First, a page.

Houzz and international expansion go together like peas and carrots
For any entrepreneur worth their salt, the goal of expanding their business to reach as many customers as possible is an all-consuming goal. In most cases this means international expansion. But delivering a quality experience across borders is a challenging task. Add in the additional expense, language requirements, legal considerations, and hiring challenges and it’s no surprise international expansion has sunk many promising businesses. Which is why we dedicated an entire content series to the subject of going global last summer.
Today, one of the most promising consumer-facing companies of this generation announced its overseas ambitions: Houzz has opened offices in Berlin, London, and Sydney and installed local managers in each city. From these outposts, the nearly-five-year old online home remodeling and design community startup plans to immediately begin serving Western Europe and Asia Pacific. The next step will be language localization into German and French, with other European and Asian languages to follow.
Houzz is no middling upstart. The company has gone off like a rocketship here in North America, regularly being pulled into new geographic and industry markets by inbound demand from its community. Houzz has hired one of the best to duplicate that success overseas. The company’s international operations will be lead by Oliver Jung, a German investor and consultant living in Zurich who previously led Airbnb’s international expansion (notably, the companies share Sequoia as an investor).
To date, Houzz has grown to more than 16 million monthly unique users, 35 percent of which are outside the US despite no effort on the company’s part to serve an international audience. The platform has also seen one-third of its 12 million mobile app downloads coming from international users. In the US, Houzz has 300,000 home design and remodeling professionals, spread across 60 categories including contractors, builders, architects, and interior designers – 28 percent of which are international. And even before officially supporting international users, a number of the company’s North American professionals have been contracted through the site to complete projects around the globe, according to Houzz co-founder and CEO Adi Tatarko.
Houzz’s value proposition is connecting homeowners with remodeling inspiration through the millions of HD design and remodeling photos and thousands of pieces of editorial content submitted to its site by housing professionals. Given the fact that in nearly every country around the world, there are designs inspired by other markets, such as Italian villas, Spanish haciendas, and American plantations, cultivating a multi-national design community is a natural next step in the evolution of the company and its product.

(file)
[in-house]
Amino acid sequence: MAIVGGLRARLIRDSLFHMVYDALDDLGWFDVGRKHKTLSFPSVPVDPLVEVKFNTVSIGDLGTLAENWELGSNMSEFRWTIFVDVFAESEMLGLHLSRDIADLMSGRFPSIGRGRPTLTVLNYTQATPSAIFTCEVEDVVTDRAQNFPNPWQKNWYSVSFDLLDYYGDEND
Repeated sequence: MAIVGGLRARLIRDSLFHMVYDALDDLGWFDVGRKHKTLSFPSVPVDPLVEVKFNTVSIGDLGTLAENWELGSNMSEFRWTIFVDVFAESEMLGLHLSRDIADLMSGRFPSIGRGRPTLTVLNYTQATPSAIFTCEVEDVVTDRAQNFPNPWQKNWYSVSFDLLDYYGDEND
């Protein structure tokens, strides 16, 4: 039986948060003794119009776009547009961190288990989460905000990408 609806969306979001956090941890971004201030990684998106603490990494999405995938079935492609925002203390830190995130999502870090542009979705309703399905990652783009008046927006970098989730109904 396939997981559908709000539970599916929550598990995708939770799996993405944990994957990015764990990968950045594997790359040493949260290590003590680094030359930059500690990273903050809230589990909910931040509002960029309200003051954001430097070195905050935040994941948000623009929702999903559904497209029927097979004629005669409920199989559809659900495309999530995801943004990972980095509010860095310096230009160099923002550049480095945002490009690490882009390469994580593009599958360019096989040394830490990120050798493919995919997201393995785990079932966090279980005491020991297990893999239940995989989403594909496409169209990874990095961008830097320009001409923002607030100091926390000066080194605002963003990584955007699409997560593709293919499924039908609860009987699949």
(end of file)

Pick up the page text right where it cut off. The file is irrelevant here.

Houzz has raised $48.6 million through its Series C round of financing, with backers including New Enterprise Associates, GGV Capital, Sequoia Capital, Comcast Ventures, Kleiner Perkins Caufield & Byers, and individual angels. Sequoia partner and former Zappos founder Alfred Lin called Houzz the best and most underrated ecommerce company in his firm’s portfolio and attributed the site’s torrid growth to its mastery of “the three C’s” of content, commerce, and community. To maintain this growth curve, the company will have to add the fourth “C” of crossing borders.
Houzz has seen a number of copycats spring up, both in North America and abroad. But none have achieved anywhere near the scale of the Palo Alto original. This is a fortunate scenario, given the number of companies including Groupon, Fab, and others that have had to accelerate their global expansion efforts in the face of stiffening competition in highly coveted international markets.
The timing of this expansion, according Tatarko, is a result of the inbound demand from overseas users. “We’ve always listened to our community,” Tatarko says. “It’s the same as when we launched Pro+ – professionals wanted a way to highlight and build their brands on a local basis.”
With the rapid growth of its community over the last year, Houzz has had to more than triple the size of its staff, growing from 50 to 170 employees from the beginning to end of 2013, and outstripping multiple offices in the process. The company will likely see a similar period of growth in headcount as it staffs up to support a growing global audience, according to its CEO. Among all the risks presented by international expansion, maintaining the quality and character of one’s team while hiring rapidly is one of the biggest, Tatarko says.
Houzz monetizes in North America through its Pro+ offering, which is a premium subscription available professionals seeking to raise their profile on the platform, with an emphasis on local markets. The program is now available in 425 markets across North america, up from 12 at the time of its launch. The company is also beginning to test various “PPC” (pay-per-click) advertising initiatives. Houzz will eventually extend these programs to its international community, but not initially. The immediate emphasis will be to build large, passionate, and highly engaged community overseas.
“For most people, remodeling their home is a miserable experience, but our users call it fun and exciting,” Tatarko says. The challenge will be to duplicate this phenomenon in the company’s new markets. “We don’t force any specific experience on our community. Instead we allow users to decide what they want to get out of the platform and drive that experience. It may be different in new markets.”“Our biggest learning during our US expansion was to talk to both sides of our community to gather data and feedback, then go and build right tools and technology,” she adds. “Every market is unique.”